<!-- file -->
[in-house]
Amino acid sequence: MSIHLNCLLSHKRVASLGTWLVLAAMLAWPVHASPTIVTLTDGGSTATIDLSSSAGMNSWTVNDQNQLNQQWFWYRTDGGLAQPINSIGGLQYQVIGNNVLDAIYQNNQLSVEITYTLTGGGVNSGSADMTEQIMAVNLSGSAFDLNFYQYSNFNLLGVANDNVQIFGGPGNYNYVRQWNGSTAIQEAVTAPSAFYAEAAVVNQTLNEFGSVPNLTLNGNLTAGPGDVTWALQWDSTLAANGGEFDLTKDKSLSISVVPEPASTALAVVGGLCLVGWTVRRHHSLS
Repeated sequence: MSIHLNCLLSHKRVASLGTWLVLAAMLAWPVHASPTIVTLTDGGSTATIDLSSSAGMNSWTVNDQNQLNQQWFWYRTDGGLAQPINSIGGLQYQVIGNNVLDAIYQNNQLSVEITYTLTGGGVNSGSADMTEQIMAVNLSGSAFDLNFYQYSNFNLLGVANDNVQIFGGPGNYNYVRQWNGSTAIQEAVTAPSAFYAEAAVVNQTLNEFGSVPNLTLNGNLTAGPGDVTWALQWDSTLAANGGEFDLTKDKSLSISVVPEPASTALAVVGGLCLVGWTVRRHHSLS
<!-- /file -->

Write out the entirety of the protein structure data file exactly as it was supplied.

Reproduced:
[in-house]
Amino acid sequence: MSIHLNCLLSHKRVASLGTWLVLAAMLAWPVHASPTIVTLTDGGSTATIDLSSSAGMNSWTVNDQNQLNQQWFWYRTDGGLAQPINSIGGLQYQVIGNNVLDAIYQNNQLSVEITYTLTGGGVNSGSADMTEQIMAVNLSGSAFDLNFYQYSNFNLLGVANDNVQIFGGPGNYNYVRQWNGSTAIQEAVTAPSAFYAEAAVVNQTLNEFGSVPNLTLNGNLTAGPGDVTWALQWDSTLAANGGEFDLTKDKSLSISVVPEPASTALAVVGGLCLVGWTVRRHHSLS
Repeated sequence: MSIHLNCLLSHKRVASLGTWLVLAAMLAWPVHASPTIVTLTDGGSTATIDLSSSAGMNSWTVNDQNQLNQQWFWYRTDGGLAQPINSIGGLQYQVIGNNVLDAIYQNNQLSVEITYTLTGGGVNSGSADMTEQIMAVNLSGSAFDLNFYQYSNFNLLGVANDNVQIFGGPGNYNYVRQWNGSTAIQEAVTAPSAFYAEAAVVNQTLNEFGSVPNLTLNGNLTAGPGDVTWALQWDSTLAANGGEFDLTKDKSLSISVVPEPASTALAVVGGLCLVGWTVRRHHSLS